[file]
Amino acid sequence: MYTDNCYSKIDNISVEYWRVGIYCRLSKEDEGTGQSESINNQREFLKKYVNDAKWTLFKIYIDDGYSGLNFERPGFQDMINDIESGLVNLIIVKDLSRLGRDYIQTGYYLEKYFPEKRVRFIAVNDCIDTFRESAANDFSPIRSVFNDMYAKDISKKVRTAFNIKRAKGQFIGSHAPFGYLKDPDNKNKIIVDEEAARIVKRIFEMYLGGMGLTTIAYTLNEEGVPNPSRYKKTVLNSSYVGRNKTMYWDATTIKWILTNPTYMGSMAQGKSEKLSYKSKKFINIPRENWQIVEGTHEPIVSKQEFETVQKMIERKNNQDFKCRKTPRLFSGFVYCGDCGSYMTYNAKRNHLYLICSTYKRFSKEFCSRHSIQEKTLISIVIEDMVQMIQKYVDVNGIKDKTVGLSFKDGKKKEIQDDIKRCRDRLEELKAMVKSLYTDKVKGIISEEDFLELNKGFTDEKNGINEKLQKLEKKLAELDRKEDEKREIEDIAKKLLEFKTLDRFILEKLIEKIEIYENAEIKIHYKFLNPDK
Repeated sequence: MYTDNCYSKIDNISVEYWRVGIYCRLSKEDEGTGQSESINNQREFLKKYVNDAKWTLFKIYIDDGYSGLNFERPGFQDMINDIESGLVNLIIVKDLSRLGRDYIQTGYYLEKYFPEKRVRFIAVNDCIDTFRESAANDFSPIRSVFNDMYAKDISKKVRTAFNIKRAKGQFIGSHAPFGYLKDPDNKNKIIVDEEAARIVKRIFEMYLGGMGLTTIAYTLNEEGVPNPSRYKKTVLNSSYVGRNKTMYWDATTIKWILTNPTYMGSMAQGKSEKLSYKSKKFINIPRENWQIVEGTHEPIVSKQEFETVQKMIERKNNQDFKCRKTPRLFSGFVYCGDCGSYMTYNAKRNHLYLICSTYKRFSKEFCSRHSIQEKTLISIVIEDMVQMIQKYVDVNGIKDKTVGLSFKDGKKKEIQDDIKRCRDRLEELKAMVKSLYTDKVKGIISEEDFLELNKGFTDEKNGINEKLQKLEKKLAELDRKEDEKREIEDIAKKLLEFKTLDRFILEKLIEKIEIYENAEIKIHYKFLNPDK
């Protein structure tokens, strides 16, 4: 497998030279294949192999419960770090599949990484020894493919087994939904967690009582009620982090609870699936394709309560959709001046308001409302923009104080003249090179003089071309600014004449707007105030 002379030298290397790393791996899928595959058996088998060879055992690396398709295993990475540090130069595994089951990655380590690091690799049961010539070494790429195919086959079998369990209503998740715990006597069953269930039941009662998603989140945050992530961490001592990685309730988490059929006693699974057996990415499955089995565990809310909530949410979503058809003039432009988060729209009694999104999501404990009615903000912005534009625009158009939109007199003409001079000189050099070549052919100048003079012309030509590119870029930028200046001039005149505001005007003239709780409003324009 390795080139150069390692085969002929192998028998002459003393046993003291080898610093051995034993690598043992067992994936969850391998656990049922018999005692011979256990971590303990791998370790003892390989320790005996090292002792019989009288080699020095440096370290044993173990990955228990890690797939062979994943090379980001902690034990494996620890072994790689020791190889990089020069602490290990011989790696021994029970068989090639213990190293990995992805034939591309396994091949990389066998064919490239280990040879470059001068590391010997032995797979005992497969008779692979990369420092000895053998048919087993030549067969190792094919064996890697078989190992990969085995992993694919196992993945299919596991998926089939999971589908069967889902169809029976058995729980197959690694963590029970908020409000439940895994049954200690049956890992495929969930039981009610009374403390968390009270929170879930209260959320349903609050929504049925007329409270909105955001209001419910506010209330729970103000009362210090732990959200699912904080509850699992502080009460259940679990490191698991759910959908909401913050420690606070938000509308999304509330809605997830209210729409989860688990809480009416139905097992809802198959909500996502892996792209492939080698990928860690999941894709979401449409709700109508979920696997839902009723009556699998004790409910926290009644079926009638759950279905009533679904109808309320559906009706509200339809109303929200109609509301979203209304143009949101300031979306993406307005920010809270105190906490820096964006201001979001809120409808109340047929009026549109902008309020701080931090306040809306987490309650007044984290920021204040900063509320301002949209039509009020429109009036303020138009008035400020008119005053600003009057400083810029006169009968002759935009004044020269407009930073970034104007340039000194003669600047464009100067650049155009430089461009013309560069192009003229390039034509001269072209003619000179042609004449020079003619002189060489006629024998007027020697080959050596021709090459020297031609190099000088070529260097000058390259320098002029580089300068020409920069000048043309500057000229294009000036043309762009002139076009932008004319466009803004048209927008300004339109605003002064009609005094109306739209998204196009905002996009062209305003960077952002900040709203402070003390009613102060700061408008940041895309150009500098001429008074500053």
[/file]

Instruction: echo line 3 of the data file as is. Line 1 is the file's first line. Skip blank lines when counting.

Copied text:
């Protein structure tokens, strides 16, 4: 497998030279294949192999419960770090599949990484020894493919087994939904967690009582009620982090609870699936394709309560959709001046308001409302923009104080003249090179003089071309600014004449707007105030 002379030298290397790393791996899928595959058996088998060879055992690396398709295993990475540090130069595994089951990655380590690091690799049961010539070494790429195919086959079998369990209503998740715990006597069953269930039941009662998603989140945050992530961490001592990685309730988490059929006693699974057996990415499955089995565990809310909530949410979503058809003039432009988060729209009694999104999501404990009615903000912005534009625009158009939109007199003409001079000189050099070549052919100048003079012309030509590119870029930028200046001039005149505001005007003239709780409003324009 390795080139150069390692085969002929192998028998002459003393046993003291080898610093051995034993690598043992067992994936969850391998656990049922018999005692011979256990971590303990791998370790003892390989320790005996090292002792019989009288080699020095440096370290044993173990990955228990890690797939062979994943090379980001902690034990494996620890072994790689020791190889990089020069602490290990011989790696021994029970068989090639213990190293990995992805034939591309396994091949990389066998064919490239280990040879470059001068590391010997032995797979005992497969008779692979990369420092000895053998048919087993030549067969190792094919064996890697078989190992990969085995992993694919196992993945299919596991998926089939999971589908069967889902169809029976058995729980197959690694963590029970908020409000439940895994049954200690049956890992495929969930039981009610009374403390968390009270929170879930209260959320349903609050929504049925007329409270909105955001209001419910506010209330729970103000009362210090732990959200699912904080509850699992502080009460259940679990490191698991759910959908909401913050420690606070938000509308999304509330809605997830209210729409989860688990809480009416139905097992809802198959909500996502892996792209492939080698990928860690999941894709979401449409709700109508979920696997839902009723009556699998004790409910926290009644079926009638759950279905009533679904109808309320559906009706509200339809109303929200109609509301979203209304143009949101300031979306993406307005920010809270105190906490820096964006201001979001809120409808109340047929009026549109902008309020701080931090306040809306987490309650007044984290920021204040900063509320301002949209039509009020429109009036303020138009008035400020008119005053600003009057400083810029006169009968002759935009004044020269407009930073970034104007340039000194003669600047464009100067650049155009430089461009013309560069192009003229390039034509001269072209003619000179042609004449020079003619002189060489006629024998007027020697080959050596021709090459020297031609190099000088070529260097000058390259320098002029580089300068020409920069000048043309500057000229294009000036043309762009002139076009932008004319466009803004048209927008300004339109605003002064009609005094109306739209998204196009905002996009062209305003960077952002900040709203402070003390009613102060700061408008940041895309150009500098001429008074500053």